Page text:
Considering the instability along the offensive line, inefficiency at quarterback, and lack of explosive options at receiver, the Chicago Bears running back committee held its own.
And in 2022, they’ll look to improve under the watchful eye of a new leader:
We have hired David Walker as our RBs coach.https://t.co/E0jvA0r7IZ
— Chicago Bears (@ChicagoBears) February 10, 2022
All right! David Montgomery, Khalil Herbert, and the rest of the backs have a new coach.
The Bears announced David Walker’s hire as the team’s new running backs coach. Walker, 52, has seven years of experience coaching running baks. His most recent run came with the Lions from 2016-18. Before that, Walker was coaching backs with the Colts from 2011-14, but did not cross paths with Matt Eberflus (who didn’t join Indy’s staff until 2018). However, Walker did spend time with two coaches who have some Bears connections. Let’s play connect the dots, shall we?
Walker spent time working on Dave Wannstedt’s staff at Pitt from 2005-10 as the school’s RBs coach. While at Pitt, Walker was on the same staff as new Bears offensive coordinator Luke Getsy. If you’ll recall, Getsy was a graduate assistant for Wannstedt’s Pitt team in 2010. Walker also spent time on Jim Caldwell’s Colts staff in 2011. It is possible that Walker received an endorsement from Caldwell (a Bears head coaching candidate earlier in the process) and Bill Polian (who was n adviser during the offseason).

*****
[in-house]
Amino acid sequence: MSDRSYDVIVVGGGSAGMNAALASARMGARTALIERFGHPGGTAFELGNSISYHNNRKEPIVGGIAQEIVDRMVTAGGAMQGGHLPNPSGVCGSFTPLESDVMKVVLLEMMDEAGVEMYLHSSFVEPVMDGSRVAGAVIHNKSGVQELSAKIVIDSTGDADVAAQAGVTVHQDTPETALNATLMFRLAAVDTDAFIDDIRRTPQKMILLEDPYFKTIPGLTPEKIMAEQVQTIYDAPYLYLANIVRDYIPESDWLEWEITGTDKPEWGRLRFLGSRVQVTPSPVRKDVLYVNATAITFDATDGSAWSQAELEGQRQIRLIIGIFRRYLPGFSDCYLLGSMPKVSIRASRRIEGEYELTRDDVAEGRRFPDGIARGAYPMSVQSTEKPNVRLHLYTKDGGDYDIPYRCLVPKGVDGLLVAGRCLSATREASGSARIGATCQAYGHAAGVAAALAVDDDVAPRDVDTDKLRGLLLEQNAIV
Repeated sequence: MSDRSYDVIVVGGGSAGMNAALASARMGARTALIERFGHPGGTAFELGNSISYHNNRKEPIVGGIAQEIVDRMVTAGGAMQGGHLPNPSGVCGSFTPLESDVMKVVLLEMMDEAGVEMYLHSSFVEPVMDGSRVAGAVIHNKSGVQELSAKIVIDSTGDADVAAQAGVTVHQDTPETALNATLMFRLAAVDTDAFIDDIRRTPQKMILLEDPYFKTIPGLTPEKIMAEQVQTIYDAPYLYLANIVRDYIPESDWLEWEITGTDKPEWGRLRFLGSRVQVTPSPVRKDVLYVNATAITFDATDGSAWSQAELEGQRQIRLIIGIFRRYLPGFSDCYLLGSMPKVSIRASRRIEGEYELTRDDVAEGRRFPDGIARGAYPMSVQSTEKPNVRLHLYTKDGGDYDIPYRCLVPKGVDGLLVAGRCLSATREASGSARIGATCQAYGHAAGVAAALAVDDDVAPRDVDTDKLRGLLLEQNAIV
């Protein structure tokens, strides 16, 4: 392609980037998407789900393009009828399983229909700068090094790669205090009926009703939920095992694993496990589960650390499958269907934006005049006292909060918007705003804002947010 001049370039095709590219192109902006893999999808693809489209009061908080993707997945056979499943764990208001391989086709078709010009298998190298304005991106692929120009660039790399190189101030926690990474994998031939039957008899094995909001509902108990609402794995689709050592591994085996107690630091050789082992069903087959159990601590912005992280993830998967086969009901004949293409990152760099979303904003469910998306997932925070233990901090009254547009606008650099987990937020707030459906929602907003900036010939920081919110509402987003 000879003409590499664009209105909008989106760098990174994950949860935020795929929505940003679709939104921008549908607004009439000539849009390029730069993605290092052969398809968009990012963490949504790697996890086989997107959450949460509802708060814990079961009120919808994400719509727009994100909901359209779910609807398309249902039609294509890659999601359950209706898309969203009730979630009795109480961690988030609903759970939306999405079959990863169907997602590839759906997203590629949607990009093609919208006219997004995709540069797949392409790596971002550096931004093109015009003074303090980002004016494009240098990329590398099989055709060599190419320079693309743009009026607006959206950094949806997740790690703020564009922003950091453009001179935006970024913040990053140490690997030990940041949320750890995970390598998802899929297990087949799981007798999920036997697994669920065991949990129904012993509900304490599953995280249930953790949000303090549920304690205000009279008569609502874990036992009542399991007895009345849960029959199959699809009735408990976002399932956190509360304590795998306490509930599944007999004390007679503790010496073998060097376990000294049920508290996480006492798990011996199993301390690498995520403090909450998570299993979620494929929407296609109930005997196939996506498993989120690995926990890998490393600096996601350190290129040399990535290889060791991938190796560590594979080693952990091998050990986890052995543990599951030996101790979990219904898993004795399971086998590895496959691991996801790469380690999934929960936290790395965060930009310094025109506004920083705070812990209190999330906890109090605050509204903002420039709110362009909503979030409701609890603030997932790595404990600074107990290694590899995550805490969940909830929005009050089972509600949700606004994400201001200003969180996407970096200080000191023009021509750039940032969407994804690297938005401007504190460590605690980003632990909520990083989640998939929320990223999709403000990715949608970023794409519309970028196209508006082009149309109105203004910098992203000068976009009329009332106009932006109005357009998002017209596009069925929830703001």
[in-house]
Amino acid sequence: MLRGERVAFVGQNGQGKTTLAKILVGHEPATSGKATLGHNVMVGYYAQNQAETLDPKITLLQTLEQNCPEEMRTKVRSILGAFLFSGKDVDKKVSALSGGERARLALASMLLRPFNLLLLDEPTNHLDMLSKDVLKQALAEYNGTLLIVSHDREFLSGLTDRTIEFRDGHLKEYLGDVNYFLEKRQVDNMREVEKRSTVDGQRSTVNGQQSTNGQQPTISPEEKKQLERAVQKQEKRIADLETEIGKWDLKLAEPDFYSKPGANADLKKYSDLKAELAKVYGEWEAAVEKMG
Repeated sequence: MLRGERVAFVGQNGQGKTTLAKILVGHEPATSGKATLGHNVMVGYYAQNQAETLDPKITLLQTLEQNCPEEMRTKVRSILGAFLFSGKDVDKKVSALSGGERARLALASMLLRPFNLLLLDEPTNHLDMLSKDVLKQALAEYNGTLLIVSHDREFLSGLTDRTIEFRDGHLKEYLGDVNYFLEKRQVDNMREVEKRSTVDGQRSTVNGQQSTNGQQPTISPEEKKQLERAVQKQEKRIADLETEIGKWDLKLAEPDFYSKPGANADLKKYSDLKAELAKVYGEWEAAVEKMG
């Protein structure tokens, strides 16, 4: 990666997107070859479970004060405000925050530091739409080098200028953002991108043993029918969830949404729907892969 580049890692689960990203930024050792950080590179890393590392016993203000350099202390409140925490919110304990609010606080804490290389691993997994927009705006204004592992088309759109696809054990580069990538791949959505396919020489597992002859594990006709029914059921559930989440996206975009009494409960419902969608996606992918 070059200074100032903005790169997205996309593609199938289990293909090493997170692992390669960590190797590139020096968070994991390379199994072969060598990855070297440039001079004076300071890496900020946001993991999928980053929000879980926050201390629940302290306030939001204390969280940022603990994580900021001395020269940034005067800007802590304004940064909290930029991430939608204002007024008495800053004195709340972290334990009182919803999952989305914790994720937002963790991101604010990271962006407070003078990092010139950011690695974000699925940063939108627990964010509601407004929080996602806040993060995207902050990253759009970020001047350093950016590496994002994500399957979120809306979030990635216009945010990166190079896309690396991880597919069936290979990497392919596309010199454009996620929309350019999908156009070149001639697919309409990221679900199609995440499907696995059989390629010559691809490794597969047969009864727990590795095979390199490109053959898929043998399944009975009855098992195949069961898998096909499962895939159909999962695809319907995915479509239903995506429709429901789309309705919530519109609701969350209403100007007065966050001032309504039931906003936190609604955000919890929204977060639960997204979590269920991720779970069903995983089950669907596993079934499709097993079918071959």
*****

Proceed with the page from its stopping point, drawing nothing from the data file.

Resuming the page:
And with that, each of the Bears’ major position coach gigs have been filled. I’ll likely take some time to mull over some bigger picture thoughts about the staff. But right now, it is a group that intrigues me because of the experience. The likes of Alan Williams, Richard Hightower, Andrew Janocko, Tyke Tolbert, Chris Morgan, Dave Borgonzi, James Rowe, and David Overstreet II have worked at their current positions at previous stops. The lack of experience at some spots will be an understandable place of concern. Getsy (the offensive coordinator) has never been a play caller at the pro level. Jim Dray (TEs Coach) hasn’t ever been a position coach in the pros. Even Travis Smith, who was working under Rod Marinelli as his top assistant DL coach, is about to embark on this journey running his own room for the first time.
There is some considerable risk with some of these younger hires. But with great risk often comes a sizable reward. I’m looking forward to seeing who’s up to the task in coaching up a roster that could be in a transitional phase.